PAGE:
And getting feedback from patients brings up another point that Machtinger and others stress as central to any effective trauma-informed practice — asking patients for their input in what a trauma-informed practice should look like and include them in the process of shaping how it works. At the Women’s HIV Program, for example, patients representatives participate in ongoing clinic-wide decisions about the clinic’s trauma-informed practices, according to Machtinger.
Robyn Robbins, who has been a family representative for the Pediatric Campus at Santa Rosa Community Health Clinics for 12 years, agrees that the patient voice is at the heart of what makes a trauma-informed approach work. “My first suggestion is always ask families what they need and listen to the answer and have them involved in every decision-making change, every creative part of the policy or practice, or systems change that you’re working on,” says Robbins, who now speaks nationally as a constituent consultant for the Casey Foundation. (For more information about the Pediatric Campus read this story about their trauma-informed practices journey.)
Dr. Priscilla Dass-Brailsford agrees that involving patients in decision-making is central to medical practice. And as part of relationship-building to address the fallout from trauma, she worked for years on the other side of that relationship educating doctors to reconsider their assumptions.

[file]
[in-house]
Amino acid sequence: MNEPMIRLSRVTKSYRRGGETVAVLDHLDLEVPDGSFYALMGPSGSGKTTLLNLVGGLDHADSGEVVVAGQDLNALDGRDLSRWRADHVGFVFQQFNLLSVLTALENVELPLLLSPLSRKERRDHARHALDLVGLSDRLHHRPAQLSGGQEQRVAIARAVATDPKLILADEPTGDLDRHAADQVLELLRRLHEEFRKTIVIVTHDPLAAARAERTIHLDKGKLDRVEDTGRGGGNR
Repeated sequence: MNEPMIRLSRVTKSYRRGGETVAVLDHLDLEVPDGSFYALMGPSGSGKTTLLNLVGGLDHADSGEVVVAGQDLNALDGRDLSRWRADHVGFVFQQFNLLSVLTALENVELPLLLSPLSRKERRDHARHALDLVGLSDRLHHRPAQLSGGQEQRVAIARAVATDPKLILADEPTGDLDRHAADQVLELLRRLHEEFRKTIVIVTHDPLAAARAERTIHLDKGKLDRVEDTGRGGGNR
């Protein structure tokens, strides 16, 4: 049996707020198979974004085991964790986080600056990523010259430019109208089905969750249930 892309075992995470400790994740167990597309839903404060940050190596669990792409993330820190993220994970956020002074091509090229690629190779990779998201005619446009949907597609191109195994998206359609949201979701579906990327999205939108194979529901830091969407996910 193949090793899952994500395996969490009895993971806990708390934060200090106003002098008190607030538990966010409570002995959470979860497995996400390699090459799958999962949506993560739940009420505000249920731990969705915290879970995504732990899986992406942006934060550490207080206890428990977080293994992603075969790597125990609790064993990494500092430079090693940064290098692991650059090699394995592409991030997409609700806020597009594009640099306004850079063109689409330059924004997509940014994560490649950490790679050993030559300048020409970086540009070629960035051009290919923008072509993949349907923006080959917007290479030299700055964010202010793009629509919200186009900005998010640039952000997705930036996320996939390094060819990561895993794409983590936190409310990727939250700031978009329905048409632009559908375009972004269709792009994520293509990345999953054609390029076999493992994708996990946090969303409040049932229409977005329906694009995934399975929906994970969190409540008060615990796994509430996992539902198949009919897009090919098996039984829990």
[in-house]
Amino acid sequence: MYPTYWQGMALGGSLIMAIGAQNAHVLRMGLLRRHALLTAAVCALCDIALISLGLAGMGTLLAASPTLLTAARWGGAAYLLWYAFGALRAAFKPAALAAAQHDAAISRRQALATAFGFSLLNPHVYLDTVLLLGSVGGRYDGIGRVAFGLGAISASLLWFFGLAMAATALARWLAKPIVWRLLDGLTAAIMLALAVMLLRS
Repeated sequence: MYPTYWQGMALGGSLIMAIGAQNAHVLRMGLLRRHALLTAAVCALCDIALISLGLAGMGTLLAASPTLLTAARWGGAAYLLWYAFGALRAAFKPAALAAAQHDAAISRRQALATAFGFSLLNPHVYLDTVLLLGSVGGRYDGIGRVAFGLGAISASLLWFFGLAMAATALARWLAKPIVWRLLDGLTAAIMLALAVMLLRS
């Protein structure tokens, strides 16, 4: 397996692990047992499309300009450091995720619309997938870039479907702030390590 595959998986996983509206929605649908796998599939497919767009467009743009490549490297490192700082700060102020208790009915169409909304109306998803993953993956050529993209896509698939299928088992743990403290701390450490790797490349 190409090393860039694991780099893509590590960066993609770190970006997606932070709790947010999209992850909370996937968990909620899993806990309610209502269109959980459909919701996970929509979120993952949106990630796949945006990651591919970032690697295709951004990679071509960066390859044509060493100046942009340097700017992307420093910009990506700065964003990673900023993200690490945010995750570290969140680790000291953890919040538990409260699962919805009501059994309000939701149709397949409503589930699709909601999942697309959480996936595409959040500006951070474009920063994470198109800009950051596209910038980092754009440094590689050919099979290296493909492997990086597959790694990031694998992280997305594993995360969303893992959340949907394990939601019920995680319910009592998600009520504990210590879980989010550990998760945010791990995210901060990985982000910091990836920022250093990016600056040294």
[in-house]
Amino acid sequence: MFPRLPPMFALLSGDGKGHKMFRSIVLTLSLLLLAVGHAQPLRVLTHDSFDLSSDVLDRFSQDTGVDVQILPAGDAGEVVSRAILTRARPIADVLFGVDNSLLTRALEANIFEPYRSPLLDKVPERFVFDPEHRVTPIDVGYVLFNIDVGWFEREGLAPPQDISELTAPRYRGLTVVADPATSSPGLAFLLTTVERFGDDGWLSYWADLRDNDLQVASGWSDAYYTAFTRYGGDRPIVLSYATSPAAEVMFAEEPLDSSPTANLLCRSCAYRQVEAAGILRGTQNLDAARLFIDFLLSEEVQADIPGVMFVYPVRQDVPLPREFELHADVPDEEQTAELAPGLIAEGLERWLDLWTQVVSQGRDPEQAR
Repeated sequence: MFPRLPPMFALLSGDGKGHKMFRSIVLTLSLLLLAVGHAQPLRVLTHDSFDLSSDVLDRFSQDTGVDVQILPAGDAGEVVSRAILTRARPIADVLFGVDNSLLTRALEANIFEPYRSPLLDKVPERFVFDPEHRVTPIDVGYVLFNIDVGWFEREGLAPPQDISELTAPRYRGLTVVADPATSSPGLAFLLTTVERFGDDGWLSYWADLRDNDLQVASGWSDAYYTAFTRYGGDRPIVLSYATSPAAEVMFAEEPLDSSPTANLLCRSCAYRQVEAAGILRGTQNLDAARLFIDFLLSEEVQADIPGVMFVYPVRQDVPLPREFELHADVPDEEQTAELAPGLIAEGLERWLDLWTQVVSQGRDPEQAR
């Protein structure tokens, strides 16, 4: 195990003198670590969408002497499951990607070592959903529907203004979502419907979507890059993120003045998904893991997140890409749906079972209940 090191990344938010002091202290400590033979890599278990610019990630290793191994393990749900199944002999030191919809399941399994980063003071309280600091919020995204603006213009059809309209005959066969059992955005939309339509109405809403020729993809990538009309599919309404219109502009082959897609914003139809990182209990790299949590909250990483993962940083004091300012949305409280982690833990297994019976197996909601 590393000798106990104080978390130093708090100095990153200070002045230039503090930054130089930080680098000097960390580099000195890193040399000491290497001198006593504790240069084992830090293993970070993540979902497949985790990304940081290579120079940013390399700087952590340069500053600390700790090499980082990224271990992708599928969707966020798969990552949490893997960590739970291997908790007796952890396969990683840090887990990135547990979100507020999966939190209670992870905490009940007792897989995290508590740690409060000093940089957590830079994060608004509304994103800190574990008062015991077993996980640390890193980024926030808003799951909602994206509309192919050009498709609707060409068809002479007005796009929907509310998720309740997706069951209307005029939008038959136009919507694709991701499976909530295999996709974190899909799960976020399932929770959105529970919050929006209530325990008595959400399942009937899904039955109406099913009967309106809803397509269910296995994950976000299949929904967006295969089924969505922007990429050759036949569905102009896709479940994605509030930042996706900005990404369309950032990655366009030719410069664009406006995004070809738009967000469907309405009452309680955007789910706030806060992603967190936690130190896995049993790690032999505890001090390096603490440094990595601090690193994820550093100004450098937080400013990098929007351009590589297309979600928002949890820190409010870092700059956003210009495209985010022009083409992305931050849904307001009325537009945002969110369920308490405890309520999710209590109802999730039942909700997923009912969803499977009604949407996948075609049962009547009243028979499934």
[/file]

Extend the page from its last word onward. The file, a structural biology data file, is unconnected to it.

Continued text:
“As a trainer, I trained physicians about trauma and how trauma destroys trust and relationships, so expecting a patient to believe and trust you in a first meeting is likely not going to happen,” says Dass-Brailsford, a professor of psychiatry at Georgetown University Medical School in the Center for Trauma and the Community.
Dass-Brailsford made that point to resident physicians she and colleagues trained at Georgetown, Johns Hopkins School of Public Health, Howard University and Providence Hospital in 2009 to examine the feasibility of trauma training. The training included six sessions focusing on four ingredients for building trust between provider and patient. These ingredients are mutual respect, information sharing, connection, and hope — all elements of the Risking Connections curriculum developed by the Connecticut-based Traumatic Stress Institute.
The reason for the training and research about it, explains Dass-Brailsford, was that patients — especially women — were not showing up for appointments. “The idea for the training was to teach physicians how to be more valuing of patients and more attentive to the possibility that they might have a trauma history,” she says.